In the early 1900's immigrants became a principal concern of the church. A mission to Chinese people was established and Chinese were received as members. An Industrial School reached out to boys and girls of various ages. A School of Domestic Arts for women was created with the help of five other churches, and this became the forerunner of what was the Margaret Morrison School for Women at Carnegie Institute of Technology (now CMU). A Toy Mission became one of the most popular charities in Pittsburgh and provided countless children with Christmas gifts for many years. A ministry for the deaf helped hearing-impaired people receive the good news of the Savior. After the church moved to Oakland children from the School for the Deaf were active in the church, and sermons and lessons were signed for them. Summer "fresh air" programs, at church-owned Camp Myler, introduced city children to the countryside of western Pennsylvania. The severe recession of 1894 prompted the congregation to organize a food bank, and this continued through 1904.
Ministry in the early 1900's included a physical culture department tied closely to Camp Myler which welcomed children of any race, creed, or color. Sunday Night Supper Club drew large numbers of young adults from across the county. A business and professional women's group came into being, and Pennsylvania Baptists used First Baptist as a base for campus ministry to twenty five colleges and universities.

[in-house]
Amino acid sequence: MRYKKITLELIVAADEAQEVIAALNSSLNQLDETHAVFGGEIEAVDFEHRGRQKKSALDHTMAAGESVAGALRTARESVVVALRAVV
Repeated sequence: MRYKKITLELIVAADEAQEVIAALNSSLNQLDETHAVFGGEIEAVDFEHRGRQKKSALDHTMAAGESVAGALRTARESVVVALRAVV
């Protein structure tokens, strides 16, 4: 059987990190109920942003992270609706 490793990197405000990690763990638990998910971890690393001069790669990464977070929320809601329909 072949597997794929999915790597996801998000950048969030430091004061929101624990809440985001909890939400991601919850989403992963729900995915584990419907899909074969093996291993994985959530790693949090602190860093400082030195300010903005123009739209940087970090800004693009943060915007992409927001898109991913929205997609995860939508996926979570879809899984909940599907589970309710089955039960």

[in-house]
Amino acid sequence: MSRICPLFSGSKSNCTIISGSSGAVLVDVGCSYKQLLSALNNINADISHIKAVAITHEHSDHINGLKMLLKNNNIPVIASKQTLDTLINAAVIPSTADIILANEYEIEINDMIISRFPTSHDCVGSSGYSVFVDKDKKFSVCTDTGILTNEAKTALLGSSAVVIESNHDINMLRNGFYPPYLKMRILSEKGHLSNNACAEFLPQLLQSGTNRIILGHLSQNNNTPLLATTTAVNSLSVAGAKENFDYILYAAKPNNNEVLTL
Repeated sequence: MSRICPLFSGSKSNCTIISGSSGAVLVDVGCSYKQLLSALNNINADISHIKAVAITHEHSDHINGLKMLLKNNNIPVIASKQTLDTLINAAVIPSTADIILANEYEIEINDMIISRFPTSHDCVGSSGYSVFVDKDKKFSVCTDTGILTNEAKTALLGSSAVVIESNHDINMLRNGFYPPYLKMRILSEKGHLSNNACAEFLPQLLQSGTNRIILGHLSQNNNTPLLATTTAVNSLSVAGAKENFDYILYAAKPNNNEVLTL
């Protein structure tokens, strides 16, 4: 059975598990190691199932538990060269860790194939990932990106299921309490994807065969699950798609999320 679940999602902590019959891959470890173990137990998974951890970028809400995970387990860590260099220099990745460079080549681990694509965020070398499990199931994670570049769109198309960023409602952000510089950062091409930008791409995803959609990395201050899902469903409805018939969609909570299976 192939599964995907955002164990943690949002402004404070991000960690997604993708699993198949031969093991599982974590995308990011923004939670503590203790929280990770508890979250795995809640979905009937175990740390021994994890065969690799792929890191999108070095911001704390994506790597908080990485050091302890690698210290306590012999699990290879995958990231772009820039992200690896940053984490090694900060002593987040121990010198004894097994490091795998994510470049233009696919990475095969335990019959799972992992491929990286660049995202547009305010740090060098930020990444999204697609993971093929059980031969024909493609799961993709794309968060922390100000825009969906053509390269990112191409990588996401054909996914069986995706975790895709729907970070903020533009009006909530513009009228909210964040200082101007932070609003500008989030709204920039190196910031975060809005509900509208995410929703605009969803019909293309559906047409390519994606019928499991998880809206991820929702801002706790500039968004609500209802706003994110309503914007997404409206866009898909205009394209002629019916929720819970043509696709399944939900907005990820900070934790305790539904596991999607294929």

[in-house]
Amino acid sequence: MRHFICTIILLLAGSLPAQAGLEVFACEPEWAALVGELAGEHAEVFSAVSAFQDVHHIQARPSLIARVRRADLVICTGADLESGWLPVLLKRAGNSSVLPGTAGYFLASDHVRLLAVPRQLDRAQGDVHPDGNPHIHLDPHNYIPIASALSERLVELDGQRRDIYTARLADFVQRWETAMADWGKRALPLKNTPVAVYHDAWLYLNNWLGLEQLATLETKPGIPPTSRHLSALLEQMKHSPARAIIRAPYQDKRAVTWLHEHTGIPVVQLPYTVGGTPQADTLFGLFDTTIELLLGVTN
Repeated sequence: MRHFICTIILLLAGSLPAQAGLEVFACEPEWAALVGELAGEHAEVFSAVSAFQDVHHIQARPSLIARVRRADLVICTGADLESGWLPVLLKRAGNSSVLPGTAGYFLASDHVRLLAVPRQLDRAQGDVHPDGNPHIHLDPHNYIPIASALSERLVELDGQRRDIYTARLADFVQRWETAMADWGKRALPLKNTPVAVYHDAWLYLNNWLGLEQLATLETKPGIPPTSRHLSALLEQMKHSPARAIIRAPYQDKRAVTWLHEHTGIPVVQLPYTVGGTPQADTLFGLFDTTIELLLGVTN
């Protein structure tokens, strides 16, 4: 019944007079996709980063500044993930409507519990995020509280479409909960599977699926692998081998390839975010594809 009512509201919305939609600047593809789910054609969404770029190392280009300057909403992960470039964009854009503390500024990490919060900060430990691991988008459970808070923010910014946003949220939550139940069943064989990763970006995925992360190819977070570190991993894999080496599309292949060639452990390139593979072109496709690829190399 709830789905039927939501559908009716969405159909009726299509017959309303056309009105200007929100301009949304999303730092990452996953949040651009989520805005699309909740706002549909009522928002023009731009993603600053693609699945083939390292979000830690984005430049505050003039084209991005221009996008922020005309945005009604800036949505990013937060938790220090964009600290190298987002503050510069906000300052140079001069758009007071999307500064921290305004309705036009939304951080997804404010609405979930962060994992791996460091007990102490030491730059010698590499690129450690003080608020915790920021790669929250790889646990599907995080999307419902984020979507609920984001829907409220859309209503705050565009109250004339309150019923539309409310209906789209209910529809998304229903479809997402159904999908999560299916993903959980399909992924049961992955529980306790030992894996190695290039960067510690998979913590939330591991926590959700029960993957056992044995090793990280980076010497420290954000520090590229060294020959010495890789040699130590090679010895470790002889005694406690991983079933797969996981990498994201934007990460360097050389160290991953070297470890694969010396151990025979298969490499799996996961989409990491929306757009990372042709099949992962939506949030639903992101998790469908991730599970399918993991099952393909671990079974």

The church discovered radio soon after KDKA began broadcasting. Sermons were carried over the air waves in 1923. The most unusual use of radio came on Easter Sunday 1941, when Dr. Clausen, the church quartet and organist, with a pump organ, broadcast over KDKA a sunrise service from a DC-3 flying 10,000 feet above the city.
A woman became a trustee in 1941 and women were elected to the Board of Deacons in 1964. In 1980 women chaired both the Board of Deacons and the Board of Trustees, and in 1982 the first ordained woman, Rev. Thelma C. Mitchell, was selected as Minister-to-Students. Miss Mitchell is also the first African American person to serve the church as a minister.
Dr. Clausen and Dr. Moseley after him steadfastly promoted the causes of civil rights and peace. Succeeding clergy have kept the tradition alive. Dr. Stromee preached a sermon from the steps of Heinz Chapel during protests against the Vietnam War. Under Dr. Stromee important cooperative relationships were created with the Pittsburgh Council for International Visitors and the Civic Center Chapter of AARP. A mutually beneficial contract with The Western Psychiatric Institute and Clinic, enabling WPIC to conduct a Therapeutic Activities Center for mentally handicapped adults from Monday through Friday in the church basement.
Cultural support for liberal religion, so essential to the church from 1920 into the 50's, diminished in the 60's and 70's. Ministry in recent years has looked to the late 1900's for clues to identity and forgotten pathways in ministry. One response to present realities has been to make the building a place of mission. The Korean Mission Church worshiped here for four years. The Chinese Campus Fellowship, Pittsburgh Chinese Church, Mid-town Chapter of Alcoholics Anonymous, and at least a dozen other groups whose purposes are congruent with those of the church used rooms in the building. The location nearby of the hospital with an organ transplant team has given us the opportunity of helping several families through those difficult times.